Good money presupposes good rulers. It is only then that the corrupting influence of money is checked and true prosperity can be established. This was the case of King Saint Louis IX (1214-1270). His reign is remembered as the time of “good money” because of the justice that he administered and the value that it retained.
Author Nicholas Mayhew in his book, Coinage in France from the Dark Ages to Napoleon (1988) writes:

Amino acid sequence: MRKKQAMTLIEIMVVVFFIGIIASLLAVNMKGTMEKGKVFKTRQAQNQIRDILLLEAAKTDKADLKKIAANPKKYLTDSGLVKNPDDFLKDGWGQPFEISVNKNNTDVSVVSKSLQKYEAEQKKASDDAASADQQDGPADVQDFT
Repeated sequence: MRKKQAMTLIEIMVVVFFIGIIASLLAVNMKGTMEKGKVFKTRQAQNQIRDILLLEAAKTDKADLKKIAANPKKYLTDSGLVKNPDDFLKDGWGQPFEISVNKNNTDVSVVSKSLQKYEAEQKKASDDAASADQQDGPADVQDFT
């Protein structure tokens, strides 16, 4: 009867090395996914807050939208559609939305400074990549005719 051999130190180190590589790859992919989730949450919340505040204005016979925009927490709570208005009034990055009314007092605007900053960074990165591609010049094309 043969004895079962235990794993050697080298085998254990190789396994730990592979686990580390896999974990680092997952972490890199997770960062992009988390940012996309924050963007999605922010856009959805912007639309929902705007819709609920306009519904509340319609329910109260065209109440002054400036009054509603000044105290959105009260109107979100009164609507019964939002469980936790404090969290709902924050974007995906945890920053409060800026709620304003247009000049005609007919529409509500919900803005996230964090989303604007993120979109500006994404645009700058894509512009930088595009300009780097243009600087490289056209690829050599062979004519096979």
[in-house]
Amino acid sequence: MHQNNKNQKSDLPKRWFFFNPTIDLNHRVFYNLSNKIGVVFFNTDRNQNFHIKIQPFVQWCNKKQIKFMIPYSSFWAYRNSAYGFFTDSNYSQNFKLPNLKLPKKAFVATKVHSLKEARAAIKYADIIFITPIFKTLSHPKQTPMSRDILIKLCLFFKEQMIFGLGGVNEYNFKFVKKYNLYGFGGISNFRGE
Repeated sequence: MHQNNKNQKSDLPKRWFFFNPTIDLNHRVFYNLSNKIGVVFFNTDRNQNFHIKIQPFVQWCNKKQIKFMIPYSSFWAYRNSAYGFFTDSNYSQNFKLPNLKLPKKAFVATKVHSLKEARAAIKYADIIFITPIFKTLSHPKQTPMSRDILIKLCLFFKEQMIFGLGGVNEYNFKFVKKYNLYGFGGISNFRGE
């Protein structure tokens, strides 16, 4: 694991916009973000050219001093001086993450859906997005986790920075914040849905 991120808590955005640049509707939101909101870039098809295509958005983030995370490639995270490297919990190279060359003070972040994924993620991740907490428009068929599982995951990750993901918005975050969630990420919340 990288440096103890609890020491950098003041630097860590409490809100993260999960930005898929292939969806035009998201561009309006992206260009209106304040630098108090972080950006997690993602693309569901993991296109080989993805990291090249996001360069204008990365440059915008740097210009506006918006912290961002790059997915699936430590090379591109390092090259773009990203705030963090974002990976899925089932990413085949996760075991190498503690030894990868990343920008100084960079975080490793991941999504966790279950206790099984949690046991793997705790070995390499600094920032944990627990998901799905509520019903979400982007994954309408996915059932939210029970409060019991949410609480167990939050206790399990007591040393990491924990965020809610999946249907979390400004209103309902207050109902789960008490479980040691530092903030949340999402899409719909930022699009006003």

“The years after the death of Louis IX proved difficult. Fluctuating metal values, competition between mints on an international scale and the costs of war, all led to debasement, and men came to look back on the coinage of Louis IX with nostalgia for a time when money and coinage were simple, straightforward and sound. Like the king himself, Louis’ money was practically canonized, and came to be used as the standard against which all other money was to be measured.”